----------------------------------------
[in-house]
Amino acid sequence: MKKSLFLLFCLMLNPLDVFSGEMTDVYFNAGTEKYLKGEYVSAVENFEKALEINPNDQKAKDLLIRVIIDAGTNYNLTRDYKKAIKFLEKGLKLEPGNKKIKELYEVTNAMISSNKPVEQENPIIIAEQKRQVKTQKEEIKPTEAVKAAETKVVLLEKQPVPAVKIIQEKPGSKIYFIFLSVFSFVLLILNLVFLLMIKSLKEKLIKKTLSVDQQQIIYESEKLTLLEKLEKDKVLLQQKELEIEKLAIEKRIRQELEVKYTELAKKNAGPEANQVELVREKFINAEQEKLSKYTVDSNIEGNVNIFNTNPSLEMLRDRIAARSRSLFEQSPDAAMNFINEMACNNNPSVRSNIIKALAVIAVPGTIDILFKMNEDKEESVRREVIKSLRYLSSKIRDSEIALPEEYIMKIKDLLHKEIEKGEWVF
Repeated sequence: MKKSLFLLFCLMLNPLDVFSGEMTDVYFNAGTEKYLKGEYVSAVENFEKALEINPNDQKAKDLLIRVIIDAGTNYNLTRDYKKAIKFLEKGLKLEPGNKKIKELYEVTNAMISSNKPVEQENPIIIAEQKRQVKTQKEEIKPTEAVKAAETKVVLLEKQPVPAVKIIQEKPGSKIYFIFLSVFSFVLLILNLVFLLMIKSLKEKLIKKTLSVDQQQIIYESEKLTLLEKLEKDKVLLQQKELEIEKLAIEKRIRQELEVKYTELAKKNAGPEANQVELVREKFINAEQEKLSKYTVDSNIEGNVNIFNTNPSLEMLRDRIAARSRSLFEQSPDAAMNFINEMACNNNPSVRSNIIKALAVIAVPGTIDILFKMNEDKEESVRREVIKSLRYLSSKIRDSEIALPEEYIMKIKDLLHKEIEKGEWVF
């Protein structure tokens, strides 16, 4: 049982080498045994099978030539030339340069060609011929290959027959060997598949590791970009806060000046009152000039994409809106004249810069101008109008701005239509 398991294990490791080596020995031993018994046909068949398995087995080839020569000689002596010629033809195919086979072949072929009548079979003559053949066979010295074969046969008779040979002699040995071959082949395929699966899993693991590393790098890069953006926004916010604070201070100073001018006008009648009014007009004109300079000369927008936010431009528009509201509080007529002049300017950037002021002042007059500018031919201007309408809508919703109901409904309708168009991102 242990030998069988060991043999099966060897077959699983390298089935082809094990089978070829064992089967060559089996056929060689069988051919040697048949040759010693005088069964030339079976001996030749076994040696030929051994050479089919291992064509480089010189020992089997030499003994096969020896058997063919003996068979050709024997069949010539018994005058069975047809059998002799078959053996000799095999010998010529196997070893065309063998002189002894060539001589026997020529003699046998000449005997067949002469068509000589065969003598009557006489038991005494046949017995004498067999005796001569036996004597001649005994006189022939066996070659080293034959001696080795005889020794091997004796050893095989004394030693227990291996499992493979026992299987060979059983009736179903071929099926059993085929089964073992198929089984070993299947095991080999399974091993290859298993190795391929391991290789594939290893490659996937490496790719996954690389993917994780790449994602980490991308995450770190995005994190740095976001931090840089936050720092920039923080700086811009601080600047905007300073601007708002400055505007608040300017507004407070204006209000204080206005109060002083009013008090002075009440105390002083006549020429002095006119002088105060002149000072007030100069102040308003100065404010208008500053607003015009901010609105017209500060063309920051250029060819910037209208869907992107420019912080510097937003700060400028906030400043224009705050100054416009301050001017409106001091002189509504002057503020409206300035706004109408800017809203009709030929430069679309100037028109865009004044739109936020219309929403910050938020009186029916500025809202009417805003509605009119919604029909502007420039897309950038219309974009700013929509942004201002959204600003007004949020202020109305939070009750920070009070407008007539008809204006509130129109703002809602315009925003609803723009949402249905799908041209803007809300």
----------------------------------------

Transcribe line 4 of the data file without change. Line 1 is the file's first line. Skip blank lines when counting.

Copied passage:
């Protein structure tokens, strides 16, 4: 049982080498045994099978030539030339340069060609011929290959027959060997598949590791970009806060000046009152000039994409809106004249810069101008109008701005239509 398991294990490791080596020995031993018994046909068949398995087995080839020569000689002596010629033809195919086979072949072929009548079979003559053949066979010295074969046969008779040979002699040995071959082949395929699966899993693991590393790098890069953006926004916010604070201070100073001018006008009648009014007009004109300079000369927008936010431009528009509201509080007529002049300017950037002021002042007059500018031919201007309408809508919703109901409904309708168009991102 242990030998069988060991043999099966060897077959699983390298089935082809094990089978070829064992089967060559089996056929060689069988051919040697048949040759010693005088069964030339079976001996030749076994040696030929051994050479089919291992064509480089010189020992089997030499003994096969020896058997063919003996068979050709024997069949010539018994005058069975047809059998002799078959053996000799095999010998010529196997070893065309063998002189002894060539001589026997020529003699046998000449005997067949002469068509000589065969003598009557006489038991005494046949017995004498067999005796001569036996004597001649005994006189022939066996070659080293034959001696080795005889020794091997004796050893095989004394030693227990291996499992493979026992299987060979059983009736179903071929099926059993085929089964073992198929089984070993299947095991080999399974091993290859298993190795391929391991290789594939290893490659996937490496790719996954690389993917994780790449994602980490991308995450770190995005994190740095976001931090840089936050720092920039923080700086811009601080600047905007300073601007708002400055505007608040300017507004407070204006209000204080206005109060002083009013008090002075009440105390002083006549020429002095006119002088105060002149000072007030100069102040308003100065404010208008500053607003015009901010609105017209500060063309920051250029060819910037209208869907992107420019912080510097937003700060400028906030400043224009705050100054416009301050001017409106001091002189509504002057503020409206300035706004109408800017809203009709030929430069679309100037028109865009004044739109936020219309929403910050938020009186029916500025809202009417805003509605009119919604029909502007420039897309950038219309974009700013929509942004201002959204600003007004949020202020109305939070009750920070009070407008007539008809204006509130129109703002809602315009925003609803723009949402249905799908041209803007809300």